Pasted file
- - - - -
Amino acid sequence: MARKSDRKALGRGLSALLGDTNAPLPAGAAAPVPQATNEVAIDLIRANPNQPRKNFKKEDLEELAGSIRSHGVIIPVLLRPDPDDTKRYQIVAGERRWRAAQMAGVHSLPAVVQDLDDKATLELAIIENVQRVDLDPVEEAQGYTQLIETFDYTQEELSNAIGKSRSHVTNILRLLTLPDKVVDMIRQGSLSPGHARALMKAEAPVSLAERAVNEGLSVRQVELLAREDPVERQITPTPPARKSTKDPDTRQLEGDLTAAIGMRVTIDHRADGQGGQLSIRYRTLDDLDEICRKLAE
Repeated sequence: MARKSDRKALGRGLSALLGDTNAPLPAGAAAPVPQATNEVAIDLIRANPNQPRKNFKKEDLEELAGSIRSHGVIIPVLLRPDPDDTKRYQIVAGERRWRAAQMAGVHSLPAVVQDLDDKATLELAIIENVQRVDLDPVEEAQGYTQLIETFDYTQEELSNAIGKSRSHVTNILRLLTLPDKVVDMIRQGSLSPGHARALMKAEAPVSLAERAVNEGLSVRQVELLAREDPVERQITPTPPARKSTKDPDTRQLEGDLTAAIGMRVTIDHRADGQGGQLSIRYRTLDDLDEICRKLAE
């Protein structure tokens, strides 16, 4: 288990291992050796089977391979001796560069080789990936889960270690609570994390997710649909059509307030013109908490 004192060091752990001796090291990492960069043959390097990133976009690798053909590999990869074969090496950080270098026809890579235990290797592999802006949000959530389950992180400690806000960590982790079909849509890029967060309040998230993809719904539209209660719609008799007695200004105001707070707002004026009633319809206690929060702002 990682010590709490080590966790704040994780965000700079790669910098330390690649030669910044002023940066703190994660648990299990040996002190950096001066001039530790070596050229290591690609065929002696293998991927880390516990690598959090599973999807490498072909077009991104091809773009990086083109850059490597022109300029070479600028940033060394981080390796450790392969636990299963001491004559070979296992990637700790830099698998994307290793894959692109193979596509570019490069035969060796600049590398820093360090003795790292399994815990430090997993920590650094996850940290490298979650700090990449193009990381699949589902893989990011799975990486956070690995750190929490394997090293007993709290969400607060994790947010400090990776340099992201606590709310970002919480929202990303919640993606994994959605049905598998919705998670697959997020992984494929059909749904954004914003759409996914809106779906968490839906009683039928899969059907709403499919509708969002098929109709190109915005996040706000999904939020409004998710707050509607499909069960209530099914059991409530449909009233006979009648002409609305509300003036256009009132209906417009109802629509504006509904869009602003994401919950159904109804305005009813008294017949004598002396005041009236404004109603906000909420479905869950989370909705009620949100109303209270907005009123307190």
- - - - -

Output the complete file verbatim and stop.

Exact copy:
Amino acid sequence: MARKSDRKALGRGLSALLGDTNAPLPAGAAAPVPQATNEVAIDLIRANPNQPRKNFKKEDLEELAGSIRSHGVIIPVLLRPDPDDTKRYQIVAGERRWRAAQMAGVHSLPAVVQDLDDKATLELAIIENVQRVDLDPVEEAQGYTQLIETFDYTQEELSNAIGKSRSHVTNILRLLTLPDKVVDMIRQGSLSPGHARALMKAEAPVSLAERAVNEGLSVRQVELLAREDPVERQITPTPPARKSTKDPDTRQLEGDLTAAIGMRVTIDHRADGQGGQLSIRYRTLDDLDEICRKLAE
Repeated sequence: MARKSDRKALGRGLSALLGDTNAPLPAGAAAPVPQATNEVAIDLIRANPNQPRKNFKKEDLEELAGSIRSHGVIIPVLLRPDPDDTKRYQIVAGERRWRAAQMAGVHSLPAVVQDLDDKATLELAIIENVQRVDLDPVEEAQGYTQLIETFDYTQEELSNAIGKSRSHVTNILRLLTLPDKVVDMIRQGSLSPGHARALMKAEAPVSLAERAVNEGLSVRQVELLAREDPVERQITPTPPARKSTKDPDTRQLEGDLTAAIGMRVTIDHRADGQGGQLSIRYRTLDDLDEICRKLAE
């Protein structure tokens, strides 16, 4: 288990291992050796089977391979001796560069080789990936889960270690609570994390997710649909059509307030013109908490 004192060091752990001796090291990492960069043959390097990133976009690798053909590999990869074969090496950080270098026809890579235990290797592999802006949000959530389950992180400690806000960590982790079909849509890029967060309040998230993809719904539209209660719609008799007695200004105001707070707002004026009633319809206690929060702002 990682010590709490080590966790704040994780965000700079790669910098330390690649030669910044002023940066703190994660648990299990040996002190950096001066001039530790070596050229290591690609065929002696293998991927880390516990690598959090599973999807490498072909077009991104091809773009990086083109850059490597022109300029070479600028940033060394981080390796450790392969636990299963001491004559070979296992990637700790830099698998994307290793894959692109193979596509570019490069035969060796600049590398820093360090003795790292399994815990430090997993920590650094996850940290490298979650700090990449193009990381699949589902893989990011799975990486956070690995750190929490394997090293007993709290969400607060994790947010400090990776340099992201606590709310970002919480929202990303919640993606994994959605049905598998919705998670697959997020992984494929059909749904954004914003759409996914809106779906968490839906009683039928899969059907709403499919509708969002098929109709190109915005996040706000999904939020409004998710707050509607499909069960209530099914059991409530449909009233006979009648002409609305509300003036256009009132209906417009109802629509504006509904869009602003994401919950159904109804305005009813008294017949004598002396005041009236404004109603906000909420479905869950989370909705009620949100109303209270907005009123307190």